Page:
To evaluate the development of the reticulating process, the effect of time on the molecular weight distribution of the entry 10 resin was analyzed. The GPC monitoring was performed over the first 8 h of reaction; after this period, the resulting resin was insoluble in THF for the most part, which indicated a further increase in the average molecular weight. The GPC chromatograms of the most indicative samples, along with reference chromatograms of the LignEP and blank sample (Table 2; entry 13), are displayed in Fig. 3. Over the examined reaction period, the average molecular weight progressively increased, and gradually consumed the free LignEP fraction. It should be noted that the peak molecular weight shifted from approximately 1000 g/mol at 0 h (reference LignEP) to 15000 g/mol after 8 h. Moreover, the molecular weight distribution detected for the last sample evidently shifted towards a higher molecular weight than the corresponding reference sample, which further confirmed the cross-linking action of the LignEP. Simultaneously, because of the adopted strategy involving the use of a monofunctional amine, it was further verified that both the N-H of the amine group reacted during the polyaddition process.

Fig. 3. Molecular weight profile evolution after 1 h (Entry 10_1h), 3 h (Entry 10_3h), 5 h (Entry 10_5h), and 8 h (Entry 10_8h) of reaction. At the end of the established reaction period (20 h), the mixture was a THF-insoluble gel. The molecular weight distributions of the LignEP and corresponding benzoylated blank sample (Entry 13_blank) were reported as references.

CONCLUSIONS

  1. Epoxidized lignin was successfully employed as the unique reticulating agent in the preparation of epoxy resins.
  2. Epoxidized lignin could partially or totally substitute petroleum-derived cross-linkers and/or rigid segments in the synthesis of epoxy resins.
  3. Because of its stiff aromatic structure, the LignEP was able to serve as a rigid segment, and comprehensively improved the thermal properties of the resulting polymer, which was confirmed by the DSC analysis.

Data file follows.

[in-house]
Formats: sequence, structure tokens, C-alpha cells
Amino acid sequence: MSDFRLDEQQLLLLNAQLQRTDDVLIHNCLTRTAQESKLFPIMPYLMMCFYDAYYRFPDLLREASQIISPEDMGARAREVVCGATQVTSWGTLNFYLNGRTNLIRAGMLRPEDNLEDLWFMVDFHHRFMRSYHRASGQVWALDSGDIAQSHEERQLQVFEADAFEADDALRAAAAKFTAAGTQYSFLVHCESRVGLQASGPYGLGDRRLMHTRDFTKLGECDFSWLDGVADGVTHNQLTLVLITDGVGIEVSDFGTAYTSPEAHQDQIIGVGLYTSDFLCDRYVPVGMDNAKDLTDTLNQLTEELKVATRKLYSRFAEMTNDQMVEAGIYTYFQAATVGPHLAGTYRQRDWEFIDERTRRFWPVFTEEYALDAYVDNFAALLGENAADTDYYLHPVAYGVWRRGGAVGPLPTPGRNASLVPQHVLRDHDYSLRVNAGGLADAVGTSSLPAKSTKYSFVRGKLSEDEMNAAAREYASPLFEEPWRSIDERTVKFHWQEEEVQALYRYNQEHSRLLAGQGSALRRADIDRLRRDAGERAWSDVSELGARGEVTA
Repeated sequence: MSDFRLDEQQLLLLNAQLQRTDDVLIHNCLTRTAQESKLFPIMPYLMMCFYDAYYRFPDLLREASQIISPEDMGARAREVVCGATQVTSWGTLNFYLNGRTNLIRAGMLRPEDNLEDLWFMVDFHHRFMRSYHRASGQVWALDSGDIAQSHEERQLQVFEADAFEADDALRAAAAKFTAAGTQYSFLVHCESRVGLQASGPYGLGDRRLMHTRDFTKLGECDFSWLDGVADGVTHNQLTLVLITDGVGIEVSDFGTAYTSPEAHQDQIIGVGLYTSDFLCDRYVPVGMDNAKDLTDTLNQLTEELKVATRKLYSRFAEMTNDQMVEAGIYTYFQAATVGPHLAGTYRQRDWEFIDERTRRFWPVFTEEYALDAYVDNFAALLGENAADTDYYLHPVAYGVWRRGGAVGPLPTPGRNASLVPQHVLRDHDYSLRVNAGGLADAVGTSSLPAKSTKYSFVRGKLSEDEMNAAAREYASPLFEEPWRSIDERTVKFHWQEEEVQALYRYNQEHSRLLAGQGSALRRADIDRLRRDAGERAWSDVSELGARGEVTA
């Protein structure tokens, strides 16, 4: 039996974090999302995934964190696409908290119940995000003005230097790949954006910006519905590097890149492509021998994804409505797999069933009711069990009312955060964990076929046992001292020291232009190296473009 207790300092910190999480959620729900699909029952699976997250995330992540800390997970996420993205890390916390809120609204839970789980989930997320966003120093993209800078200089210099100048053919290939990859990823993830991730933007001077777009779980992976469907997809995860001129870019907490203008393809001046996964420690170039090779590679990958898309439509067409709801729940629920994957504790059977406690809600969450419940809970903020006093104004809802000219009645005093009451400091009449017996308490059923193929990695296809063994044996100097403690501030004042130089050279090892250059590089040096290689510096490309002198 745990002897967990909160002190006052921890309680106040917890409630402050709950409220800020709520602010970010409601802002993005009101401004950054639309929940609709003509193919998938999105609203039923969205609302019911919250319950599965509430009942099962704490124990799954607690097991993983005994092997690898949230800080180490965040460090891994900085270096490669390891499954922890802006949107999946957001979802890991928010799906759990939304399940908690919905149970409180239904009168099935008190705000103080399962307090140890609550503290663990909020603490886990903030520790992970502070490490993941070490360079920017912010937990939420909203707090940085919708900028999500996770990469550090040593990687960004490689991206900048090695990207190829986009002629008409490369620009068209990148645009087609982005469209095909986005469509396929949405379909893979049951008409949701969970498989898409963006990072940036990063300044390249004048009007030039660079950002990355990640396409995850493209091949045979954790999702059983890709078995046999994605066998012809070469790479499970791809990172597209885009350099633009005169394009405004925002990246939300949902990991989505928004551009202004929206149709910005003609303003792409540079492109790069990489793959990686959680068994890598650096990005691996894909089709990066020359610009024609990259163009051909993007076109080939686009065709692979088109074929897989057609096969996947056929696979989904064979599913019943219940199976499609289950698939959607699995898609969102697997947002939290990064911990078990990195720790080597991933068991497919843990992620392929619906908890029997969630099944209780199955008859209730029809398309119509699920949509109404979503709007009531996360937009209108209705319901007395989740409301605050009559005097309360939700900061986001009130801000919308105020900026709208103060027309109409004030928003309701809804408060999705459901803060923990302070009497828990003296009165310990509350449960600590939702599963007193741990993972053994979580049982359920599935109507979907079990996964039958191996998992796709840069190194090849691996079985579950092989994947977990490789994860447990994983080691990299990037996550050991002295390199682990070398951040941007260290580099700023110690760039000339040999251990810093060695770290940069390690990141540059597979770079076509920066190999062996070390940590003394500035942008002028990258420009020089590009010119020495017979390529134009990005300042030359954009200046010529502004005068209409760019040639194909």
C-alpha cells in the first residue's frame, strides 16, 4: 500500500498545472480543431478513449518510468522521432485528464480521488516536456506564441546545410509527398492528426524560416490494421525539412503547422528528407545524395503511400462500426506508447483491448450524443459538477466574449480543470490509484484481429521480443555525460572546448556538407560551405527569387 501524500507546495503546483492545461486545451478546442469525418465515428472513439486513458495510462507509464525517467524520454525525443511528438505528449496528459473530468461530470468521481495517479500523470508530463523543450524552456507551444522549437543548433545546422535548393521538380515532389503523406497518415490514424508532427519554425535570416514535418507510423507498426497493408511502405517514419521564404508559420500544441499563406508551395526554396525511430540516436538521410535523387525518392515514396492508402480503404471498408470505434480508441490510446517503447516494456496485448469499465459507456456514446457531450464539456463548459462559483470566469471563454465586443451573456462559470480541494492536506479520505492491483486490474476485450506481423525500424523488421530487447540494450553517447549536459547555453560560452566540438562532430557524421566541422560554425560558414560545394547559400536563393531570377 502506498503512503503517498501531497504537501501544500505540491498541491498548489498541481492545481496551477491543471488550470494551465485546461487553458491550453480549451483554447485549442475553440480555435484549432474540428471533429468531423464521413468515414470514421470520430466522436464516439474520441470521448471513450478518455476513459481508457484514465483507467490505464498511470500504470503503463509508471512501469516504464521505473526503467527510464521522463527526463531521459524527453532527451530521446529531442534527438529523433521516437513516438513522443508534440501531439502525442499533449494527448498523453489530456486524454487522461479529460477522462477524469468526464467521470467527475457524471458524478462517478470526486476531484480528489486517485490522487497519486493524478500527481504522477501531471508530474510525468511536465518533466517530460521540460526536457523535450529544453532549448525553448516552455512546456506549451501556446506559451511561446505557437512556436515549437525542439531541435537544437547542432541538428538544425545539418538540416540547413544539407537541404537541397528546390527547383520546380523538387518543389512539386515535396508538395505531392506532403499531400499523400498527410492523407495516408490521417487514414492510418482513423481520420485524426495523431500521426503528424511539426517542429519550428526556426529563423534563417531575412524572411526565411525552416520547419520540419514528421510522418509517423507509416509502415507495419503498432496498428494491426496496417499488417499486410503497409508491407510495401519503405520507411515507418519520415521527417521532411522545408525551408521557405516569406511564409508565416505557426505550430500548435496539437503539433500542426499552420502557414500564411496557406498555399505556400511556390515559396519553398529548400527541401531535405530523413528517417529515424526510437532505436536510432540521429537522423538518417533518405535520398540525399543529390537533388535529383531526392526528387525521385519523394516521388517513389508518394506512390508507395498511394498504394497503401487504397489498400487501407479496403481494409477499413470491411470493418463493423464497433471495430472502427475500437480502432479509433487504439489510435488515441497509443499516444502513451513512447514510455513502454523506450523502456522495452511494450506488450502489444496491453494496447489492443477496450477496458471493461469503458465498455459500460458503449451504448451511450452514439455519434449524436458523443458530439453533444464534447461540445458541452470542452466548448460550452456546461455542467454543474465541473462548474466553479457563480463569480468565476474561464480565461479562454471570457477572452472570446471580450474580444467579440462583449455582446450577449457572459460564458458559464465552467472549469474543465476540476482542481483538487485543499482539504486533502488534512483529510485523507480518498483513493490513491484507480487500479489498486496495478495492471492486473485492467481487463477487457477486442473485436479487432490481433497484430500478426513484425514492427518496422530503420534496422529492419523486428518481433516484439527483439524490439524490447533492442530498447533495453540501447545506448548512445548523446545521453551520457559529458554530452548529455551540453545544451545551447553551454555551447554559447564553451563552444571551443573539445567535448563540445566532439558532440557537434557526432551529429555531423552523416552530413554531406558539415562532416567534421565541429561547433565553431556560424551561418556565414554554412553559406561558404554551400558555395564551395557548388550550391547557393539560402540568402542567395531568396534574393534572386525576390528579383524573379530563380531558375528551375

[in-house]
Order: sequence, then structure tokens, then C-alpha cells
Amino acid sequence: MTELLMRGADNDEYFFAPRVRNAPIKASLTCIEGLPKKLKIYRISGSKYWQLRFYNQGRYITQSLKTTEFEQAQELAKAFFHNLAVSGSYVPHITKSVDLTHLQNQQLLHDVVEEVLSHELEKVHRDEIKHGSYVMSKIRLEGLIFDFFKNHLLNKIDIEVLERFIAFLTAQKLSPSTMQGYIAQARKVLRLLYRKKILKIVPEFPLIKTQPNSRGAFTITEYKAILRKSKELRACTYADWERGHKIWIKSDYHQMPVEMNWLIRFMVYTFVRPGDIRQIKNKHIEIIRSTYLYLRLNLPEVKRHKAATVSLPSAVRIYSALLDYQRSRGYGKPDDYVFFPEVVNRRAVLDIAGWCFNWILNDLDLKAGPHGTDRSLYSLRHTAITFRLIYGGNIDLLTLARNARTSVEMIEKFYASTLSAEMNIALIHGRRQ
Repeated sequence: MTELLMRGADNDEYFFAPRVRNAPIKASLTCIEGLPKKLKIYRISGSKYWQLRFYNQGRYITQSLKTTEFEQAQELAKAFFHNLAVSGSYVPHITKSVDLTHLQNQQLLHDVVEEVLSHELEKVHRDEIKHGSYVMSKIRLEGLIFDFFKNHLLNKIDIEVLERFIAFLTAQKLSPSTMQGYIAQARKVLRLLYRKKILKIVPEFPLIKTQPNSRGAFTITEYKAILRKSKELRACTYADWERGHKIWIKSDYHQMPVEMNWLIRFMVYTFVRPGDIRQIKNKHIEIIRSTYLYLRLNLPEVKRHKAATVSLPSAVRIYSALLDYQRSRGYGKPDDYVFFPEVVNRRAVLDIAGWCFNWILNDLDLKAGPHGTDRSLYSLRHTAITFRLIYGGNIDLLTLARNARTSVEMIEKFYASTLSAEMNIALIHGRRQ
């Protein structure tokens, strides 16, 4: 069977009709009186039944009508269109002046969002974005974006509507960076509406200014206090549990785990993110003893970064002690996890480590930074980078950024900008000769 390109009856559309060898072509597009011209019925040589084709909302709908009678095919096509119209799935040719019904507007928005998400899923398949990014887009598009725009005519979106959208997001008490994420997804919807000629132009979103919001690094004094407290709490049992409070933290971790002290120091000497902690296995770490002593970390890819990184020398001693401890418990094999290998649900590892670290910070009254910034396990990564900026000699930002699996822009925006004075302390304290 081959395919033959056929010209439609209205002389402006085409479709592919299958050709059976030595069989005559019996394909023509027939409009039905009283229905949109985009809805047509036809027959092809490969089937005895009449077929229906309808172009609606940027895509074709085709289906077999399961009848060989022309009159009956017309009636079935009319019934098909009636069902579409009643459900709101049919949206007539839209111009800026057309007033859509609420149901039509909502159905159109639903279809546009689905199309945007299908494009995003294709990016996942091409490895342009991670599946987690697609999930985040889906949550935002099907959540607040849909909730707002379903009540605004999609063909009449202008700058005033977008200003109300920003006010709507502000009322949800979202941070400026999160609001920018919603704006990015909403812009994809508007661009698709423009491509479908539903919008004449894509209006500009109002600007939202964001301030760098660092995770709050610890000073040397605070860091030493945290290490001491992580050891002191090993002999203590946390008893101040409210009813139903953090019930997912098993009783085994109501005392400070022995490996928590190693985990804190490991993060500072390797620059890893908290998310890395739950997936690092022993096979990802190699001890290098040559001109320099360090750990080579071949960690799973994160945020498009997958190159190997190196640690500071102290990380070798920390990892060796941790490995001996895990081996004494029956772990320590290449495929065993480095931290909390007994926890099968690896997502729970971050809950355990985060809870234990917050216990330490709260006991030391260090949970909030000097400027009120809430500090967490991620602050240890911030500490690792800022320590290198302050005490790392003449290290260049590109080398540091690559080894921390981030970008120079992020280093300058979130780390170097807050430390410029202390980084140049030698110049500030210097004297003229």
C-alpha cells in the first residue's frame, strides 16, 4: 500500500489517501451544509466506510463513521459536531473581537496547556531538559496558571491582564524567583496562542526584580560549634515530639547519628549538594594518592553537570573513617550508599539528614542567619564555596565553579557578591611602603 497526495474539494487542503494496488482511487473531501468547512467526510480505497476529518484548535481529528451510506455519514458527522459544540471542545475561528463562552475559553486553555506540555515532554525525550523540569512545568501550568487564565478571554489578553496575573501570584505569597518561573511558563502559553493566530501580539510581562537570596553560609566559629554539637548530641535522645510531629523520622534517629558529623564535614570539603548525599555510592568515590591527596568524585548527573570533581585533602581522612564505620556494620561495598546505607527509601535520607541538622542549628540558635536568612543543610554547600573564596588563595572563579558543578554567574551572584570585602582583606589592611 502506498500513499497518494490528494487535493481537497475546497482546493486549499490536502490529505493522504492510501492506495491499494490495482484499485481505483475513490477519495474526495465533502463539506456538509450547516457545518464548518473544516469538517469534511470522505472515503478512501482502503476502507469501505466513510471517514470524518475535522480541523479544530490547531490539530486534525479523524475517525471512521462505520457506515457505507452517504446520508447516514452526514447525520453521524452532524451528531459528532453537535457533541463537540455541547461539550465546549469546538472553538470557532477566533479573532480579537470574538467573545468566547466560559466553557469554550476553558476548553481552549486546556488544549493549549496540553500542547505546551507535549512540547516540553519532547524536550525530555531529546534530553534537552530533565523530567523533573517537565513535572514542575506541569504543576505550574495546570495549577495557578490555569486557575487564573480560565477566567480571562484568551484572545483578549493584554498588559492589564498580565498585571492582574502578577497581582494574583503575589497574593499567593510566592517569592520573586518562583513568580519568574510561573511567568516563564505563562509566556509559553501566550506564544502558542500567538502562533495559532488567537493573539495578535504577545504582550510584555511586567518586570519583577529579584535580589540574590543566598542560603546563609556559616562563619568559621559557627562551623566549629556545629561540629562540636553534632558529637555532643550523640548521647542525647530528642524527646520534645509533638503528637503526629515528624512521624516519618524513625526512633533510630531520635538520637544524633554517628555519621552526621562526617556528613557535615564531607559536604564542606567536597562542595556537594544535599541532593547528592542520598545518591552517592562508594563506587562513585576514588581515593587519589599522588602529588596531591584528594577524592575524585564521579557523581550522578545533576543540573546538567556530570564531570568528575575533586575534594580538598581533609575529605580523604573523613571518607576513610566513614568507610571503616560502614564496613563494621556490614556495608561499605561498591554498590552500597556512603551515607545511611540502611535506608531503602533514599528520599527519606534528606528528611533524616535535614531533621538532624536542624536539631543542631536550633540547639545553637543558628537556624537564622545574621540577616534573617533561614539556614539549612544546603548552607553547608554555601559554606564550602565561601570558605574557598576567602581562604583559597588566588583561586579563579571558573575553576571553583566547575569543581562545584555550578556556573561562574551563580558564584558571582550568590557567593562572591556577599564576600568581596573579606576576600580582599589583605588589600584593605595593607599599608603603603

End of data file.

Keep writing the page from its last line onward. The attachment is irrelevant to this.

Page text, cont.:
4. Different PEGEP/LignEP equivalent ratios were investigated to tailor the resin characteristics.
  5. The properties of the obtained polymers, which contained up to 67% LignEP, demonstrated the possibility of building a networked structure relying only on the reticulating capability of lignin. In fact, the resin composition exploited a monofunctional amine that acted only as a chain extender and not as a cross-linking agent because of its structure.

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Article submitted: October 17, 2017; Peer review completed: January 13, 2018; Revised version received: January 30, 2018; Accepted: February 1, 2018; Published: February 8, 2018.

DOI: 10.15376/biores.13.2.2374-2396

APPENDIX

Supplementary Data

Fig. S1. ATR-FTIR analysis of aminolysis derivatives

Fig. S2. Quantitative 13C NMR spectra of epoxidized lignin

Fig. S3. Overlapped 13C NMR Spectra of epoxidized and aminolysis lignin

Fig. S4. ATR-FTIR analysis of representative resins specimens

Fig. S5. DSC analysis: Table 2, Entry 5 – Blank reference (PEGEP + DAD)

 

Fig. S6. DSC analysis: Table 2, Entry 2 – PEGEP/LIGNEP 10:1 (LIGNEP + PEGEP + DAD)

Fig. S7. DSC analysis: Table 2, Entry 1 – PEGEP/LIGNEP 4:1 (LIGNEP + PEGEP + DAD)

Fig. S8. DSC analysis: Table 2, Entry 12 – Blank reference (PEGEP + C8NH2

Fig. S9. DSC analysis: Table 2, Entry 10 – PEGEP/LIGNEP 10:1 (LIGNEP + PEGEP + C8NH2)

Fig. S10. DSC analysis: Table 2, Entry 9 – PEGEP/LIGNEP 4:1 (LIGNEP + PEGEP + C8NH2)

Fig. S11. DSC analysis: Table 2, Entry 7 – PEGEP/LIGNEP 1:1 (LIGNEP + PEGEP + C8NH2)

 

Fig. S12. DSC analysis: Table 2, Entry 6 – PEGEP/LIGNEP 1:2 (LIGNEP + PEGEP + C8NH2)